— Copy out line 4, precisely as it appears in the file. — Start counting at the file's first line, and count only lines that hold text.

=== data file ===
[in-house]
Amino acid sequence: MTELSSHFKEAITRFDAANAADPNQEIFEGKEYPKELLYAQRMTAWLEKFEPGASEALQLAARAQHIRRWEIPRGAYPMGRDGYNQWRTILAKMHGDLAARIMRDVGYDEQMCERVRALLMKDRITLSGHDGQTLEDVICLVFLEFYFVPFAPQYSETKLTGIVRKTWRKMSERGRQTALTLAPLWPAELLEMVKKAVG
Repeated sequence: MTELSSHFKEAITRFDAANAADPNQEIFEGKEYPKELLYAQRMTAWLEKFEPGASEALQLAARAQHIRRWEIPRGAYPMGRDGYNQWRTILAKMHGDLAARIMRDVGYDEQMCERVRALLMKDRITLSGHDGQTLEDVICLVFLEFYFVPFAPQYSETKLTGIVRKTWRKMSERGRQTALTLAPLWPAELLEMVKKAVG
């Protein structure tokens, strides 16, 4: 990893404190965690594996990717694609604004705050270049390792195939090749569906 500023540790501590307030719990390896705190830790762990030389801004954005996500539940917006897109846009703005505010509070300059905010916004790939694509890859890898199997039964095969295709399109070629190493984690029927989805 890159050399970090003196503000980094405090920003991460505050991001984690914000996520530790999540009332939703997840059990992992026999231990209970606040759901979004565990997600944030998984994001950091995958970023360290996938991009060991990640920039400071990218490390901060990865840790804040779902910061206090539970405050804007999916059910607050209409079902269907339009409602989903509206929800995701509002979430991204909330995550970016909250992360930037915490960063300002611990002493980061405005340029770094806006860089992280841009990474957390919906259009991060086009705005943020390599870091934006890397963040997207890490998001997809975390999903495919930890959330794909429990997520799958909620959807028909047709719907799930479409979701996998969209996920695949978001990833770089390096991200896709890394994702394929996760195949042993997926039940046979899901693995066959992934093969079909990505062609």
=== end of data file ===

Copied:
């Protein structure tokens, strides 16, 4: 990893404190965690594996990717694609604004705050270049390792195939090749569906 500023540790501590307030719990390896705190830790762990030389801004954005996500539940917006897109846009703005505010509070300059905010916004790939694509890859890898199997039964095969295709399109070629190493984690029927989805 890159050399970090003196503000980094405090920003991460505050991001984690914000996520530790999540009332939703997840059990992992026999231990209970606040759901979004565990997600944030998984994001950091995958970023360290996938991009060991990640920039400071990218490390901060990865840790804040779902910061206090539970405050804007999916059910607050209409079902269907339009409602989903509206929800995701509002979430991204909330995550970016909250992360930037915490960063300002611990002493980061405005340029770094806006860089992280841009990474957390919906259009991060086009705005943020390599870091934006890397963040997207890490998001997809975390999903495919930890959330794909429990997520799958909620959807028909047709719907799930479409979701996998969209996920695949978001990833770089390096991200896709890394994702394929996760195949042993997926039940046979899901693995066959992934093969079909990505062609």